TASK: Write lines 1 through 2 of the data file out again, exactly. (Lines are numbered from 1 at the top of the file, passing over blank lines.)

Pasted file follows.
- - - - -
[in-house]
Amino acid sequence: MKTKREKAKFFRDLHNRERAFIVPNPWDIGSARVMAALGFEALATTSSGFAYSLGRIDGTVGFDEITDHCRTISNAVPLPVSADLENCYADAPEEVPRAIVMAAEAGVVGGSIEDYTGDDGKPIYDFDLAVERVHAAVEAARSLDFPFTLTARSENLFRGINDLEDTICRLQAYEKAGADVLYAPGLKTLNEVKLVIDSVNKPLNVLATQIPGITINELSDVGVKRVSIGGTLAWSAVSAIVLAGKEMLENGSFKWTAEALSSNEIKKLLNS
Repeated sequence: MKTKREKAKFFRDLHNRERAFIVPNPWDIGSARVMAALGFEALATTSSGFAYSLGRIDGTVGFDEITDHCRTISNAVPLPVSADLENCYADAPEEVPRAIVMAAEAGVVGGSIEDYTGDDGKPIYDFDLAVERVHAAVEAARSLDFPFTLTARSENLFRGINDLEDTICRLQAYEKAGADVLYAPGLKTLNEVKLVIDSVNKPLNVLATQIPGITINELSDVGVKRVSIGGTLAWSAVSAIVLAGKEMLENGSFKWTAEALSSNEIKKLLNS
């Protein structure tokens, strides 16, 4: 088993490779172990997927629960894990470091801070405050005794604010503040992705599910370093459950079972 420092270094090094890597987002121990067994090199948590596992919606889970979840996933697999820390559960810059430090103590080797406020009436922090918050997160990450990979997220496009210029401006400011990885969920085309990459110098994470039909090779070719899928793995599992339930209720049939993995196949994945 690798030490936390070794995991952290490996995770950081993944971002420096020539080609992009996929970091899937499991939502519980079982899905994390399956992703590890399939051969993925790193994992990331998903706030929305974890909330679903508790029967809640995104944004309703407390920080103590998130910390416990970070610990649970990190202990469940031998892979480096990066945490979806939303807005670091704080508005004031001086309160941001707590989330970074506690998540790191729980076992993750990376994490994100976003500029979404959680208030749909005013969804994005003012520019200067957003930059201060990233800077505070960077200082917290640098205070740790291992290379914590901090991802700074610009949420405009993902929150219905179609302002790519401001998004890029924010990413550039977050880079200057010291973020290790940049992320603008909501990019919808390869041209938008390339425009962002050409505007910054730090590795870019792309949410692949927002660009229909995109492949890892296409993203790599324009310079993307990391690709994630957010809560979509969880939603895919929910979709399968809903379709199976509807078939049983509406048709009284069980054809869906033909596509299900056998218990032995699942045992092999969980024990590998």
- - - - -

[in-house]
Amino acid sequence: MKTKREKAKFFRDLHNRERAFIVPNPWDIGSARVMAALGFEALATTSSGFAYSLGRIDGTVGFDEITDHCRTISNAVPLPVSADLENCYADAPEEVPRAIVMAAEAGVVGGSIEDYTGDDGKPIYDFDLAVERVHAAVEAARSLDFPFTLTARSENLFRGINDLEDTICRLQAYEKAGADVLYAPGLKTLNEVKLVIDSVNKPLNVLATQIPGITINELSDVGVKRVSIGGTLAWSAVSAIVLAGKEMLENGSFKWTAEALSSNEIKKLLNS